This series of blog posts highlighted stories of Jewish responses to the Holocaust as it unfolded. These stories were some of those told in the Museum’s past exhibition Daring to Resist: Jewish Defiance in the Holocaust.

Exhibition text edited for online use by Noa Gutow-Ellis, Collections and Exhibitions Assistant and Treva Walsh, Collections Project Manager

Many of Europe’s Jewish communities came under Nazi occupation or domination by Nazi collaborators between 1939 and 1944. Conditions varied widely from place to place, although Jews in almost all occupied lands shared the basic experience of isolation, expropriation of property, and being forced to live in restricted areas, which became dangerously overcrowded and unhealthy. Jewish communities mobilized all their meager resources to provide the basics of civilized living in uncivilized conditions. Food and medicines were smuggled over brick and barbed wire walls, at the risk of smugglers’ lives.

Fabric Bag for Food Smuggling
Kalman Farber used this long fabric bag to smuggle food into the Vilna Ghetto by stuffing the bag down a pants leg and filling it with food. He ultimately survived the Holocaust by hiding in bunkers in Vilna after spending time in a forced labor camp. Yaffa Eliach Collection donated by the Center for Holocaust Studies.

Although the conditions of Nazi occupation were unprecedented, the fact of occupation was not. Jews at the time typically saw occupation as a difficult experience full of hardship, but not an unusual phenomenon during wartime. In many of the lands occupied by the Nazis—Poland, Lithuania and Ukraine in particular—Jews recalled a relatively benign German occupation during World War I, which they considered an improvement over life under the brutal Czarist regime it replaced. Only with hindsight can we today recognize Nazi occupation as the prelude to murder.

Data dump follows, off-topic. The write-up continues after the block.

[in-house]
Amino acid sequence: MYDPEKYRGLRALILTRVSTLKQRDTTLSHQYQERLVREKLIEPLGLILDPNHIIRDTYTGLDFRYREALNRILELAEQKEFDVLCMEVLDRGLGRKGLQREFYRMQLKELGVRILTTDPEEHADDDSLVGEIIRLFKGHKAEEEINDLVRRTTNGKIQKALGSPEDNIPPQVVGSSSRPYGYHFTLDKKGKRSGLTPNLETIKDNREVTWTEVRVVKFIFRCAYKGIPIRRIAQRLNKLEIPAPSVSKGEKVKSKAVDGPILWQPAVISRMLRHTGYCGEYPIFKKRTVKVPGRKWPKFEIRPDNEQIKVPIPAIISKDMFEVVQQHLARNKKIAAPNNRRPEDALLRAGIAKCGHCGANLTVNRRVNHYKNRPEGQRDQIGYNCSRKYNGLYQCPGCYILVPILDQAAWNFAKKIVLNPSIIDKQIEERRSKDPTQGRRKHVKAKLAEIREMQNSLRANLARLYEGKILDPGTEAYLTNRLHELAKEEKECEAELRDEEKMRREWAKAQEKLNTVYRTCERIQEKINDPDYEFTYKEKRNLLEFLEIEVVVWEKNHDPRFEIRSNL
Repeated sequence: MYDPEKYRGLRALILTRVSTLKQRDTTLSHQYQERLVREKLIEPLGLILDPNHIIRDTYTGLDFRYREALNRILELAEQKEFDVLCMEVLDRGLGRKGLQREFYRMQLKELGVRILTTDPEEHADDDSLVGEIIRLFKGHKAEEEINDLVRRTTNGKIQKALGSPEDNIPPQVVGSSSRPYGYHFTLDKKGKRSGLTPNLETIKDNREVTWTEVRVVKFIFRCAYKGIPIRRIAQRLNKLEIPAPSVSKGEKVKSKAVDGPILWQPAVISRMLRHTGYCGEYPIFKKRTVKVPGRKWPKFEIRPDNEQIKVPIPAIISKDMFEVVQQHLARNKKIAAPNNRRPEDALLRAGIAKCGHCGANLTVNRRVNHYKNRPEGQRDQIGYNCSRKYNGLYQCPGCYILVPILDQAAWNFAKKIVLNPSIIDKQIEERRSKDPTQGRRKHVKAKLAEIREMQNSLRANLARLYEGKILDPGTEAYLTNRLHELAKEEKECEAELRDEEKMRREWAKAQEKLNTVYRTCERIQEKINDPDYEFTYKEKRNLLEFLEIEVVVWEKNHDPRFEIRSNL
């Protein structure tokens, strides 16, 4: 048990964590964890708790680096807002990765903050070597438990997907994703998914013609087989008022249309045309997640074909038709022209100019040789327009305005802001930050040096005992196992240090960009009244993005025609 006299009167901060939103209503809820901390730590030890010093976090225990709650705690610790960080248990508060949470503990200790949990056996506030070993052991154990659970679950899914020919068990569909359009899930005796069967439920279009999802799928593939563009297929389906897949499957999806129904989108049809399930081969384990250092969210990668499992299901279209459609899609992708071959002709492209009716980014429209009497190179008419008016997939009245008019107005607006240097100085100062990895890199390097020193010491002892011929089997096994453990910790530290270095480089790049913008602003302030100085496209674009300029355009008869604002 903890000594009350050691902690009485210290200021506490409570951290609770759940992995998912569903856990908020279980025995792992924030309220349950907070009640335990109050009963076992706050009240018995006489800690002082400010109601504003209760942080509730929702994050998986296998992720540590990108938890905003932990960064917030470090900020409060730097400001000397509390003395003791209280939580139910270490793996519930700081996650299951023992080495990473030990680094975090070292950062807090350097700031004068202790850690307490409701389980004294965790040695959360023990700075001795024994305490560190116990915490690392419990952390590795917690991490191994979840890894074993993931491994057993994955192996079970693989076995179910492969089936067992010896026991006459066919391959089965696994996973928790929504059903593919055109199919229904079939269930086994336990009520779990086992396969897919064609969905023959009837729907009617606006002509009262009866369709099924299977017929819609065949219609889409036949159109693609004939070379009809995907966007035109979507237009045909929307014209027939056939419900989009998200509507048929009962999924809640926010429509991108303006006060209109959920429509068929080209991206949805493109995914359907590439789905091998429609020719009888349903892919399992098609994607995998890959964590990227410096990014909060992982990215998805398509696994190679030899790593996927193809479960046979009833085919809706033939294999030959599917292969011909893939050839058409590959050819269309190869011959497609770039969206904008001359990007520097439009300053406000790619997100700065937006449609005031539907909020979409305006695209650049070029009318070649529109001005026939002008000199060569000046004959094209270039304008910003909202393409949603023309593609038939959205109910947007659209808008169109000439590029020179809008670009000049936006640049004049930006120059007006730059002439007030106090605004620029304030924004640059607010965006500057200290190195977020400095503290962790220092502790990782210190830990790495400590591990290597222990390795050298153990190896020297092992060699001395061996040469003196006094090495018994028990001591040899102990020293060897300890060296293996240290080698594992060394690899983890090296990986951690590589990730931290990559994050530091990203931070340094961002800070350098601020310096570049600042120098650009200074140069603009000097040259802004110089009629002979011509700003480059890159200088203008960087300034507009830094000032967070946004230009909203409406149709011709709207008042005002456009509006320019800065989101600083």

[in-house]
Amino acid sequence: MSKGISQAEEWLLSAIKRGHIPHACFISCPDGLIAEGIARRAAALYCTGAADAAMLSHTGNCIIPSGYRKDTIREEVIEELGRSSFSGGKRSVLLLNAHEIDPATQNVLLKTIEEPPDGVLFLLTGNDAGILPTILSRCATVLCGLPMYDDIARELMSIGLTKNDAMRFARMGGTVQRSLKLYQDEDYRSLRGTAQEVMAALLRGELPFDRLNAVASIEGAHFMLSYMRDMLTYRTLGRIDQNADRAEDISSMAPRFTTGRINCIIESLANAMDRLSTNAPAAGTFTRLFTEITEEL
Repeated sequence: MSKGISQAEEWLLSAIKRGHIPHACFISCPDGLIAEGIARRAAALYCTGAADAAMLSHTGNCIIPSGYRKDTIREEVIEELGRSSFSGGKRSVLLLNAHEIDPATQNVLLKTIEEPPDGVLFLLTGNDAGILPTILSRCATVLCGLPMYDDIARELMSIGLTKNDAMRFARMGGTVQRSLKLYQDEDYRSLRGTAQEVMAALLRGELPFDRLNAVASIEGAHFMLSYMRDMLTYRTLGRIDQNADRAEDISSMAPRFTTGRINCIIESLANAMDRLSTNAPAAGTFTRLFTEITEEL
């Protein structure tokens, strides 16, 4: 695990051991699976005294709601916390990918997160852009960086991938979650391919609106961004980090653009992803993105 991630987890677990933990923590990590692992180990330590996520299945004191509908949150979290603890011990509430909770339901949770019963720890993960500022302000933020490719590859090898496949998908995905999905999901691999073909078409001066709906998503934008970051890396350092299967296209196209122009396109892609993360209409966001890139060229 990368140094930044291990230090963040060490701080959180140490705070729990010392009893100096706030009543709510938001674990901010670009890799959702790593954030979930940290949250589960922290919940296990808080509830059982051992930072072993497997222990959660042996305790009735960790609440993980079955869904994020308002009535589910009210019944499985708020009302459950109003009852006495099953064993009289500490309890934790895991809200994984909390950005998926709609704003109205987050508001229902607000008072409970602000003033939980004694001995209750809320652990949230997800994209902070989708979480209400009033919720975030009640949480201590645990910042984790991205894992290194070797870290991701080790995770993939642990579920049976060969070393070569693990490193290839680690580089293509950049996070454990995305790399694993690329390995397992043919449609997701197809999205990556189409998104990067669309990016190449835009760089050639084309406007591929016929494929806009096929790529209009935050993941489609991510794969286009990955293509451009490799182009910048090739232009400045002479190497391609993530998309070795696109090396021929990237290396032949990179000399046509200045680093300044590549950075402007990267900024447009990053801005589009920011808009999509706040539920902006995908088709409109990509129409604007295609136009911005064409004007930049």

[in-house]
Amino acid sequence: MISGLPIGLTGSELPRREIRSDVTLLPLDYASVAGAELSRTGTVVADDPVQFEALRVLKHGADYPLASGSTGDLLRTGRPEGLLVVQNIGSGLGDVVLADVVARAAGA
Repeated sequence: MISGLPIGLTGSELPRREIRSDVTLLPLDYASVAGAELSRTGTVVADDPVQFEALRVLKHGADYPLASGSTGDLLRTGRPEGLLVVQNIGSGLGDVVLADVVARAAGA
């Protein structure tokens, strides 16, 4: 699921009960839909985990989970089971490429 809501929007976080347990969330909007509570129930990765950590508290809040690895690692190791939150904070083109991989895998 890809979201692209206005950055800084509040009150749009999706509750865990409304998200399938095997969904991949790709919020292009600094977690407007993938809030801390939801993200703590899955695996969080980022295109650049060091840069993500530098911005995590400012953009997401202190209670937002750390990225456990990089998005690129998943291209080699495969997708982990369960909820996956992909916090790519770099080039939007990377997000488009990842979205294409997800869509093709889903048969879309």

While Nazi occupation at first did not mean mass murder to the people experiencing it, the conditions of occupation nevertheless threatened Jewish religious and cultural identity, as well as the physical existence of families and communities. Nazi leaders carefully maintained the secrecy of their plans and implemented communications blackouts in the ghettos, which prevented Jews from effectively evaluating their situation. The implications of occupation were both unknown and much debated, increasing the uncertainty that shaped many responses.

Medical Textbook
Karolina Bakowska used this medical textbook as a student in the clandestine medical school in the Warsaw Ghetto. Gift of Dr. Charles G. Roland

There was a great variety of cultural, religious and educational responses to Nazi occupation. Previous experiences of persecution taught many Jews that, if they stood fast and maintained their identities, they would outlast oppression. Theater, libraries, music, and religious observance are examples of activities that helped maintain morale. In one year alone, 84,500 books were lent by the public Jewish library in the Vilna Ghetto, in spite of rampant hunger, exhaustion, and disease. Resisting the Nazi’s policy of secrecy, Jews kept personal and community records of the occupation. Some kept personal diaries. Others wrote clandestine newspapers on hidden typewriters or mimeograph machines and disseminated them from hand to hand to trustworthy friends.